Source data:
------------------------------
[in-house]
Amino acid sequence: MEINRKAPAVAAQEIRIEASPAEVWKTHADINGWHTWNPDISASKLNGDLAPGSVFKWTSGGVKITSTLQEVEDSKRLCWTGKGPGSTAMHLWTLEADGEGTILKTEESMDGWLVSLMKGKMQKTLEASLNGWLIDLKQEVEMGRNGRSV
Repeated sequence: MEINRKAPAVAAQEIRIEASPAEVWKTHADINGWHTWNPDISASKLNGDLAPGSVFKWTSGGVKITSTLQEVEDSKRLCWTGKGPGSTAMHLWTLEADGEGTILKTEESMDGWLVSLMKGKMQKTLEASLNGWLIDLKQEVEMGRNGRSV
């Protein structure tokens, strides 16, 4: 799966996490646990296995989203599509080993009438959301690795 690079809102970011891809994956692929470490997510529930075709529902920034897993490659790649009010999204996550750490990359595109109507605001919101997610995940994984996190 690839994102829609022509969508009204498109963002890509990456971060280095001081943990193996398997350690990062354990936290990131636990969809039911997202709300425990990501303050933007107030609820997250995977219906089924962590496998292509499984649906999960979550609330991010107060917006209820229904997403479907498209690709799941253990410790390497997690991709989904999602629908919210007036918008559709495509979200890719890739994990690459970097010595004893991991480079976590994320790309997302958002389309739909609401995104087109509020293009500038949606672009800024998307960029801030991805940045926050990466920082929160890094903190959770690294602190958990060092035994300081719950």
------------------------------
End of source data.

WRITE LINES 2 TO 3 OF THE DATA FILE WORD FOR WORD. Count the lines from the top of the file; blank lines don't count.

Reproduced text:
Amino acid sequence: MEINRKAPAVAAQEIRIEASPAEVWKTHADINGWHTWNPDISASKLNGDLAPGSVFKWTSGGVKITSTLQEVEDSKRLCWTGKGPGSTAMHLWTLEADGEGTILKTEESMDGWLVSLMKGKMQKTLEASLNGWLIDLKQEVEMGRNGRSV
Repeated sequence: MEINRKAPAVAAQEIRIEASPAEVWKTHADINGWHTWNPDISASKLNGDLAPGSVFKWTSGGVKITSTLQEVEDSKRLCWTGKGPGSTAMHLWTLEADGEGTILKTEESMDGWLVSLMKGKMQKTLEASLNGWLIDLKQEVEMGRNGRSV